• Journal article
    Riley S, Atchison C, Ashby D, Donnelly CA, Barclay W, Cooke G, Ward H, Darzi A, Elliott Pet al., 2020,

    REal-time Assessment of Community Transmission (REACT) of SARS-CoV-2 virus: Study protocol

    , Wellcome Open Research, Vol: 5, Pages: 200-200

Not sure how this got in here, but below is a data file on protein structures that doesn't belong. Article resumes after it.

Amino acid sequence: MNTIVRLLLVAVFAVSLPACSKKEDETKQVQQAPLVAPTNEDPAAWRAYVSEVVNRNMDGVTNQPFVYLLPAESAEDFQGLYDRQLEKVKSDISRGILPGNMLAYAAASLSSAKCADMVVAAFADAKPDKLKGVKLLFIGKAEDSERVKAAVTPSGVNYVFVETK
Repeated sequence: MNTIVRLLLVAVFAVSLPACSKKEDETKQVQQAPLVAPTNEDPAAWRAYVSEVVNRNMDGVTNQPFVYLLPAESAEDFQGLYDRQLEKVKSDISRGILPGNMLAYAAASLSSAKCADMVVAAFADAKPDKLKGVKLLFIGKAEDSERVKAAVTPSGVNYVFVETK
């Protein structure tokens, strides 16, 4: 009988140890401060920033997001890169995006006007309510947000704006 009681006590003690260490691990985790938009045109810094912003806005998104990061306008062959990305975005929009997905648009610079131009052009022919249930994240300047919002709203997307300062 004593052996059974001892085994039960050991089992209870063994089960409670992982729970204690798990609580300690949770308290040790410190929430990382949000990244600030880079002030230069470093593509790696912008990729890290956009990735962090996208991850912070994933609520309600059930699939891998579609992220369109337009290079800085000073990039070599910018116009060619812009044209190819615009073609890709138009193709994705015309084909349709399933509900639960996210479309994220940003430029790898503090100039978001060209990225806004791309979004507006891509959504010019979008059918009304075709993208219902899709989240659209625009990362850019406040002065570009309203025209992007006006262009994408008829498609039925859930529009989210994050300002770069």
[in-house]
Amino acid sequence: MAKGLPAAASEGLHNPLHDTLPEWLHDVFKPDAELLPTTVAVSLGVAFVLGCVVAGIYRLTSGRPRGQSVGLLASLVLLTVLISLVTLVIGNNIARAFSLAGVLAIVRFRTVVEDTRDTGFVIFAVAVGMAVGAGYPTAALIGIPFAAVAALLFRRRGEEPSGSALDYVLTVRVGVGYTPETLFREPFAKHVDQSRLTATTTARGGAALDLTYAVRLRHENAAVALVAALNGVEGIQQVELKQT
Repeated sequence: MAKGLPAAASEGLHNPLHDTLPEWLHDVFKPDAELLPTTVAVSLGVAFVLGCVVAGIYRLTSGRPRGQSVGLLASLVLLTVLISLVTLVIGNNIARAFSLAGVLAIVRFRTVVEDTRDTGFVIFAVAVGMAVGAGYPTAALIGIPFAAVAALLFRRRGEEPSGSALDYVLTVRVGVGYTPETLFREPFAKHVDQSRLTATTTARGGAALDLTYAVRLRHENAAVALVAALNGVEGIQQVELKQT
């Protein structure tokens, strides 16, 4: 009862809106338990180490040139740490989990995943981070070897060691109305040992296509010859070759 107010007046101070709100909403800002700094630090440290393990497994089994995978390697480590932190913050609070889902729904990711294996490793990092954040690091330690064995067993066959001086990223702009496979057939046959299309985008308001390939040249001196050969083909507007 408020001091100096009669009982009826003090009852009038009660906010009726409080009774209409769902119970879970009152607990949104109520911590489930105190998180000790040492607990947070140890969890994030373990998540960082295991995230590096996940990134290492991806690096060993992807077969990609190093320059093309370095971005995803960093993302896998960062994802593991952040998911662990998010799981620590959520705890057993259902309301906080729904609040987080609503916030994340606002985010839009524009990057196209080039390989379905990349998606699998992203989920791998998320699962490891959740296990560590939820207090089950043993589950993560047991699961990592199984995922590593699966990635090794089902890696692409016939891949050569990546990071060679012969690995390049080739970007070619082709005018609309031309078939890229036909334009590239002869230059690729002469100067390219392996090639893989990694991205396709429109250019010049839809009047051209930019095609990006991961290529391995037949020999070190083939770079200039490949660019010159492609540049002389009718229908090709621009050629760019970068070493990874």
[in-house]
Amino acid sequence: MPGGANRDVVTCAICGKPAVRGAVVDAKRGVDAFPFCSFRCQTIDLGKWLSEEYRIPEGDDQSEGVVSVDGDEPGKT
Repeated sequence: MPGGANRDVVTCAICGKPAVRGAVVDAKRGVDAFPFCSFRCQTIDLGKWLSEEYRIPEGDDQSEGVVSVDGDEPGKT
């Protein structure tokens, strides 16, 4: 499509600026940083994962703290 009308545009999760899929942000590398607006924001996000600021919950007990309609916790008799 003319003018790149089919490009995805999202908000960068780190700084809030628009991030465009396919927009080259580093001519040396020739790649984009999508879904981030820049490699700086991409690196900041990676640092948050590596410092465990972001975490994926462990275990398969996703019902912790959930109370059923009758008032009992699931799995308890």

<ns3:p><ns3:bold>Background:</ns3:bold> England, UK has one of the highest rates of confirmed COVID-19 mortality globally. Until recently, testing for the SARS-CoV-2 virus focused mainly on healthcare and care home settings. As such, there is far less understanding of community transmission.</ns3:p><ns3:p> <ns3:bold>Protocol:</ns3:bold> The REal-time Assessment of Community Transmission (REACT) programme is a major programme of home testing for COVID-19 to track progress of the infection in the community.</ns3:p><ns3:p> REACT-1 involves cross-sectional surveys of viral detection (virological swab for RT-PCR) tests in repeated samples of 100,000 to 150,000 randomly selected individuals across England. This examines how widely the virus has spread and how many people are currently infected. The age range is 5 years and above. Individuals are sampled from the England NHS patient list.</ns3:p><ns3:p> REACT-2 is a series of five sub-studies towards establishing the seroprevalence of antibodies to SARS-CoV-2 in England as an indicator of historical infection. The main study (study 5) uses the same design and sampling approach as REACT-1 using a self-administered lateral flow immunoassay (LFIA) test for IgG antibodies in repeated samples of 100,000 to 200,000 adults aged 18 years and above. To inform study 5, studies 1-4 evaluate performance characteristics of SARS-CoV-2 LFIAs (study 1) and different aspects of feasibility, usability and application of LFIAs for home-based testing in different populations (studies 2-4).</ns3:p><ns3:p> <ns3:bold>Ethics and dissemination: </ns3:bold>The study has ethical approval. Results are reported using STROBE guidelines and disseminated through reports to public health bodies, presentations at scientific meetings and open access publications.</ns3:p><ns3:p> <ns3:bold>Conclusions: </ns3:bold>This study provides robust estimat